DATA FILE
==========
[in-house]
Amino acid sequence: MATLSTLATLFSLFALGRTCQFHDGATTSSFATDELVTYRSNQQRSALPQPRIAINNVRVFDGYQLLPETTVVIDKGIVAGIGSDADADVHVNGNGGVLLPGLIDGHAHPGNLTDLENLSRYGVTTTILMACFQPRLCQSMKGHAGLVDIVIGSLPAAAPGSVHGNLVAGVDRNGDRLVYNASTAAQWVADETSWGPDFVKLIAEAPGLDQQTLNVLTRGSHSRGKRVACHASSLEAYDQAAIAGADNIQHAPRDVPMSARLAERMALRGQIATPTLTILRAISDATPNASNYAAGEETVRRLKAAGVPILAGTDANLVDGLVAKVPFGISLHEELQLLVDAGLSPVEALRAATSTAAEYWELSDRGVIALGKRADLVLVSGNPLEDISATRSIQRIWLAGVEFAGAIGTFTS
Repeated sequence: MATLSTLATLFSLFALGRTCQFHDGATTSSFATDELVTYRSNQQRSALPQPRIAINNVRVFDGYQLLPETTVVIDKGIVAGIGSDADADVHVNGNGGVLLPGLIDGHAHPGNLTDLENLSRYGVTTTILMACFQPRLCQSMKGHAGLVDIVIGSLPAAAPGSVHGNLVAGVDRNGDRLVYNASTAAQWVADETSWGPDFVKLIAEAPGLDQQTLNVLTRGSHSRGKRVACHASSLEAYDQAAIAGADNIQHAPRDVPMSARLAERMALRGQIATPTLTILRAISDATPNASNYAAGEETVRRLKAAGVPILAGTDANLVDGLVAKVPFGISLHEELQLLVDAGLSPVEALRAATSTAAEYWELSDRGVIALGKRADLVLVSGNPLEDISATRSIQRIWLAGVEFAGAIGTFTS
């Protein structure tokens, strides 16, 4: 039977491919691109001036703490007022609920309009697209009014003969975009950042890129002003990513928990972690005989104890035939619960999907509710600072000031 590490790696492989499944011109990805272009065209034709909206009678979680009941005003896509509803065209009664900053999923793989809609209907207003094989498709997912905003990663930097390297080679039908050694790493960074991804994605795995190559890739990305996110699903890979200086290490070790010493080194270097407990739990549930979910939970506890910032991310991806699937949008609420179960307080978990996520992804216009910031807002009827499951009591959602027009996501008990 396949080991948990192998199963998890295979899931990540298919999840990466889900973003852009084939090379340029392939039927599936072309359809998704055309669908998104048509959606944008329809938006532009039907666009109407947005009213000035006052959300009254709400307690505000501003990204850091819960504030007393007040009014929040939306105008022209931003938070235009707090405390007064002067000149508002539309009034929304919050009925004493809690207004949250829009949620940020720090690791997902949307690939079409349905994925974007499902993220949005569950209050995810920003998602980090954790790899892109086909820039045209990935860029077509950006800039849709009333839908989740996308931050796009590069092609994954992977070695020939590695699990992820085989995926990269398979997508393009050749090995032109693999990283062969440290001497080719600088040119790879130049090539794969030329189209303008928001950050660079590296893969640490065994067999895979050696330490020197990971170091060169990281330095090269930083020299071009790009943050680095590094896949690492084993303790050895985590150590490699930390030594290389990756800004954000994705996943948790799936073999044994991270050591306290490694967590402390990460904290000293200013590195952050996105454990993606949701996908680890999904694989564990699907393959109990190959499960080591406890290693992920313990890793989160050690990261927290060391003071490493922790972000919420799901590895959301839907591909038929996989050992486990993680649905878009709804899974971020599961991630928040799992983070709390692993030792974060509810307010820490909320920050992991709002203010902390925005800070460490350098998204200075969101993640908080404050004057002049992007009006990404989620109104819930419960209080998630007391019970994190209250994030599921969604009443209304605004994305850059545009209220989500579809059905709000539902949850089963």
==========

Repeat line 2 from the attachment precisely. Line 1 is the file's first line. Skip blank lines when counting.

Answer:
Amino acid sequence: MATLSTLATLFSLFALGRTCQFHDGATTSSFATDELVTYRSNQQRSALPQPRIAINNVRVFDGYQLLPETTVVIDKGIVAGIGSDADADVHVNGNGGVLLPGLIDGHAHPGNLTDLENLSRYGVTTTILMACFQPRLCQSMKGHAGLVDIVIGSLPAAAPGSVHGNLVAGVDRNGDRLVYNASTAAQWVADETSWGPDFVKLIAEAPGLDQQTLNVLTRGSHSRGKRVACHASSLEAYDQAAIAGADNIQHAPRDVPMSARLAERMALRGQIATPTLTILRAISDATPNASNYAAGEETVRRLKAAGVPILAGTDANLVDGLVAKVPFGISLHEELQLLVDAGLSPVEALRAATSTAAEYWELSDRGVIALGKRADLVLVSGNPLEDISATRSIQRIWLAGVEFAGAIGTFTS